Grain-scale numerical experiments involving simple shear of a two-phase non-linear viscous material are described and compared with mineral fish or lozenge-shaped porphyroclasts, such as muscovite. Two types of 2D models are considered; either a single elongate grain or two parallel elongate grains, in both cases supported by a weaker polygonal grain matrix. The relative viscosities of the contrasting grain structures were systematically varied, allowing us to observe the effects of non-linear viscous rheology on the resulting microstructure and flow patterns. The results show that the finite rotation of the hard elongate grain was similar within any one experiment, but was largely influenced by viscosity contrast, the geometry of the model and the imposed shear strain. Models involving single elongate hard grains show increasing instability at their ends and less strain compatibility with the deforming matrix grains, as the viscosity contrast is increased. In the paired grain models the greatest variation in the matrix grain microstructure is seen in the region where the two hard grains are oriented at a high-angle to the direction of shear. Finally, we consider the changes in intragranular stress by comparing microstructural observations using different viscosities with the distribution of stress in space and during progressive shear. In the plane approximately parallel to the maximum principal stress direction (σ1), a localised change of stress occurs across and along the interface between the hard and soft grains. Variations in the mean stress at these boundaries are directly attributable to changes in the minimum principal stress. We propose that with shear strains greater than γ = 2 it is the minimum principal stress that can control diffusion processes at the grain boundary rather than mean stress. In conclusion we suggest that our models have the potential for providing useful insights into why metamorphic reactions can occur at the interface between a porphyroclast and matrix at high shear strains and how stress distribution can control the initiations of such reactions.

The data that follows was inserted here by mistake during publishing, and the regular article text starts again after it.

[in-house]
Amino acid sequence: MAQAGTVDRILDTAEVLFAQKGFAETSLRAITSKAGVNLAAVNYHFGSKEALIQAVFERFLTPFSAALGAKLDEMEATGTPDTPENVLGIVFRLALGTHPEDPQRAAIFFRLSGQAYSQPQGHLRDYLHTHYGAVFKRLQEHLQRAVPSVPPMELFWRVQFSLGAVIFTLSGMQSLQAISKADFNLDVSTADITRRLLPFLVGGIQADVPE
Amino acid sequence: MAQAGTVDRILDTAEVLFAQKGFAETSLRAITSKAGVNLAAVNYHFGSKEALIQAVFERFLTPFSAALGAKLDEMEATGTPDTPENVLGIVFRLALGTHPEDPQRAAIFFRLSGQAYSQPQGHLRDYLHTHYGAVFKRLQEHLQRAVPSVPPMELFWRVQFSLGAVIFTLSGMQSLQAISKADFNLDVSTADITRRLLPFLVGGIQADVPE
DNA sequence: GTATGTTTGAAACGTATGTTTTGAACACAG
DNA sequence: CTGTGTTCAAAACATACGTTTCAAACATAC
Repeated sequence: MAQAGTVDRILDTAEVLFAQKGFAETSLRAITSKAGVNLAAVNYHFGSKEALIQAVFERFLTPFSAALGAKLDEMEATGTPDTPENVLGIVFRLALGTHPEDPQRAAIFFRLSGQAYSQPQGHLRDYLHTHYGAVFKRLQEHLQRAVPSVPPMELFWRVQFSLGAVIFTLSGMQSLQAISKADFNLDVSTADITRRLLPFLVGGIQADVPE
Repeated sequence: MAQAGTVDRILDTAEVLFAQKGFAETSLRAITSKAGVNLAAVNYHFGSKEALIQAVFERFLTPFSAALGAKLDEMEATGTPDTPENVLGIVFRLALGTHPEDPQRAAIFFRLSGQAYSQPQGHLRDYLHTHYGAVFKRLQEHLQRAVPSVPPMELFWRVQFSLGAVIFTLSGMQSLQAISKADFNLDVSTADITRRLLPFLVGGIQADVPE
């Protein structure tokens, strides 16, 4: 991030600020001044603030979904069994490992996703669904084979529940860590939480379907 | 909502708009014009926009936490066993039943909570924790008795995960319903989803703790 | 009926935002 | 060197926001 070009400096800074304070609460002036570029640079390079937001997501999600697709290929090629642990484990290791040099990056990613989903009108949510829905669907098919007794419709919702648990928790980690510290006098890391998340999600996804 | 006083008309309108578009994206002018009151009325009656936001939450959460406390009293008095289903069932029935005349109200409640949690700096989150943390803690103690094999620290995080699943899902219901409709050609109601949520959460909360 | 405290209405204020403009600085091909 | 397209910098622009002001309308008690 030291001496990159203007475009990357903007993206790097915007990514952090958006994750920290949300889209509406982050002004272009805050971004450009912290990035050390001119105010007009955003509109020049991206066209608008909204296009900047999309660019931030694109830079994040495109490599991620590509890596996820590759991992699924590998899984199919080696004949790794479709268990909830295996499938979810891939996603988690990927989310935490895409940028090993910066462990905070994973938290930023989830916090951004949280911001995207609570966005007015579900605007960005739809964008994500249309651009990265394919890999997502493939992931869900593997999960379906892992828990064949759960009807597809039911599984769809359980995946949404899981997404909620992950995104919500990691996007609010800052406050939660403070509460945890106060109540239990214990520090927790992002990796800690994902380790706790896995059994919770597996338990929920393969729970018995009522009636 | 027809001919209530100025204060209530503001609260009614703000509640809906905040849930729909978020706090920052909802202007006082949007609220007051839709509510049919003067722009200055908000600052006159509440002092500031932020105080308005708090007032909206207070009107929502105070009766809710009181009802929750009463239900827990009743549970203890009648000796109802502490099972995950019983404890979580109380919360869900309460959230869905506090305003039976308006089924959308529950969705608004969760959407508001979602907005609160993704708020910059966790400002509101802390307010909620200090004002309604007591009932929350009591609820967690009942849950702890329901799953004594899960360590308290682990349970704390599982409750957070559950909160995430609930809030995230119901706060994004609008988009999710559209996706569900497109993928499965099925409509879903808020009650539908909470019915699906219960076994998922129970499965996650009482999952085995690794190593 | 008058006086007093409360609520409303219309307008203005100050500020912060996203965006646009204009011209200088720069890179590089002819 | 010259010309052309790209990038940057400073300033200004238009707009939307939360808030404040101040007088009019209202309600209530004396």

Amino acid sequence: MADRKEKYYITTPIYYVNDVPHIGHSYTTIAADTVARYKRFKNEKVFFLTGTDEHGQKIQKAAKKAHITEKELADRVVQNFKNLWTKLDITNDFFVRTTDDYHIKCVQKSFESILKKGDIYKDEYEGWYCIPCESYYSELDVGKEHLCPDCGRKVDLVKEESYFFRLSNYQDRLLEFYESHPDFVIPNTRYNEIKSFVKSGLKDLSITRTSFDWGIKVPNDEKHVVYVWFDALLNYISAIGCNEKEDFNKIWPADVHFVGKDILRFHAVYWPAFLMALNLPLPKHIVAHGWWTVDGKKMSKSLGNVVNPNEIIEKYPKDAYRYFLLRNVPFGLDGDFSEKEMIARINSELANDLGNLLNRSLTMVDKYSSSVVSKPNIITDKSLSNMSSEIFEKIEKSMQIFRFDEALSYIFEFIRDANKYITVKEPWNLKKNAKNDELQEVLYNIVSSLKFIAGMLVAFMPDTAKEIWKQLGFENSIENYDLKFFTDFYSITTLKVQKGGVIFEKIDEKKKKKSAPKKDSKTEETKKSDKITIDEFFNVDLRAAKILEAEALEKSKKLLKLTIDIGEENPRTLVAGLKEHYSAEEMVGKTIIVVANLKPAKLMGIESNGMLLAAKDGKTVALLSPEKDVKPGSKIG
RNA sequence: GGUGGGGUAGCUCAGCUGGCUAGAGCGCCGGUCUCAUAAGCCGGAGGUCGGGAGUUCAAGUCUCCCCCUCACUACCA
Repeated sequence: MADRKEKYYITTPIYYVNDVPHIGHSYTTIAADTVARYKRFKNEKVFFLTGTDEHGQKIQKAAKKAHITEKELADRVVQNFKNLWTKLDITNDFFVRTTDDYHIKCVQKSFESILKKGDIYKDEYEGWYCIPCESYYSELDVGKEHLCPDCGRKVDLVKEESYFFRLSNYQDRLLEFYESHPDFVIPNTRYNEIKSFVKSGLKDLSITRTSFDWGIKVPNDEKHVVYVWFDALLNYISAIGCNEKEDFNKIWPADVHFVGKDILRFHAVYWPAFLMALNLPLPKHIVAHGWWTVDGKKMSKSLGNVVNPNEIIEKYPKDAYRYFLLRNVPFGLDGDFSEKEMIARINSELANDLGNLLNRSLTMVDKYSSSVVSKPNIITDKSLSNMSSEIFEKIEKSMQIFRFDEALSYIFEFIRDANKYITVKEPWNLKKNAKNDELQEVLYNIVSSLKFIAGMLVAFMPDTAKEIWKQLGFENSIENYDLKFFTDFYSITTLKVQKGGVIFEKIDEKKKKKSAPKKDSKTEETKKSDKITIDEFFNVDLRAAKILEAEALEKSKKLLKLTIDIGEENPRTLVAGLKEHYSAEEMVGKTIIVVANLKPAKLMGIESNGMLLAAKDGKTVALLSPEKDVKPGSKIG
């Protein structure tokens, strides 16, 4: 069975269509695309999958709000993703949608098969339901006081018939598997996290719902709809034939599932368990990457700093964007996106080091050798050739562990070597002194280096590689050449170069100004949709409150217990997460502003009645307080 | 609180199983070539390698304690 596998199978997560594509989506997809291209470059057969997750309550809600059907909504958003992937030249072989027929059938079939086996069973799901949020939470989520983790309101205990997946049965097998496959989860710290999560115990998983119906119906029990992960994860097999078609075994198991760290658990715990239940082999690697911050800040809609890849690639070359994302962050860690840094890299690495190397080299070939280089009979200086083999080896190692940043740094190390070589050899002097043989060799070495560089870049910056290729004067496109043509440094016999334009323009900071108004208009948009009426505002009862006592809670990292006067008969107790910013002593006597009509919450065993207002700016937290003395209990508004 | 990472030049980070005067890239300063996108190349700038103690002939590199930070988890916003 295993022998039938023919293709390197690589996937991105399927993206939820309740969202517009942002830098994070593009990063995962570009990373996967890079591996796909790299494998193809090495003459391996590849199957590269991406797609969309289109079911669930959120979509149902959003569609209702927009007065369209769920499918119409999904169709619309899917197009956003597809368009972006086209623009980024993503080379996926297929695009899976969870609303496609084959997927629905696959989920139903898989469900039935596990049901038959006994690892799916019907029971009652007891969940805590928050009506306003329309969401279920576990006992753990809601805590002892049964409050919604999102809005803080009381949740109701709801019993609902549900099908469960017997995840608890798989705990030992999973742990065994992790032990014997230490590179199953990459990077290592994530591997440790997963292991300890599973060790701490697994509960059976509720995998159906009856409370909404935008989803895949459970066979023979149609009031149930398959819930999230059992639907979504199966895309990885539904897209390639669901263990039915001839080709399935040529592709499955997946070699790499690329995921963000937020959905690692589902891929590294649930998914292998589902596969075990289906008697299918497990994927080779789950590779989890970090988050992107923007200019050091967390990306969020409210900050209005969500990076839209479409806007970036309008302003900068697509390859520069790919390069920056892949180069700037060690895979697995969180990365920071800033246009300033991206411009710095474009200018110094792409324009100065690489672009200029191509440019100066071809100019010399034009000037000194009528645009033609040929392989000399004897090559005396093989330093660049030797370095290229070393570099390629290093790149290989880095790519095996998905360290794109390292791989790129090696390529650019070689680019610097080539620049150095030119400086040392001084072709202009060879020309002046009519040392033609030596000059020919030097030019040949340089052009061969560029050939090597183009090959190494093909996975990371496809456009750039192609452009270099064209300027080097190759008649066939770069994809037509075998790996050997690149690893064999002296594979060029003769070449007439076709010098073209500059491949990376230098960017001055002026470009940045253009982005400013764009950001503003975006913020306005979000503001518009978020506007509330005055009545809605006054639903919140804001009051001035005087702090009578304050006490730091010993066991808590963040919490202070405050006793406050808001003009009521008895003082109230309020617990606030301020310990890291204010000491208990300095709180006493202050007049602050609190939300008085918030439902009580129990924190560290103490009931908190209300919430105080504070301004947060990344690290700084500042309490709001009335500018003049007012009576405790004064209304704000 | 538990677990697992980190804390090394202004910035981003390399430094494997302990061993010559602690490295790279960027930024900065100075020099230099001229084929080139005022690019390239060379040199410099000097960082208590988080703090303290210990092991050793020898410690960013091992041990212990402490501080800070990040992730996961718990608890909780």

- Simple shear
- Two-phase composites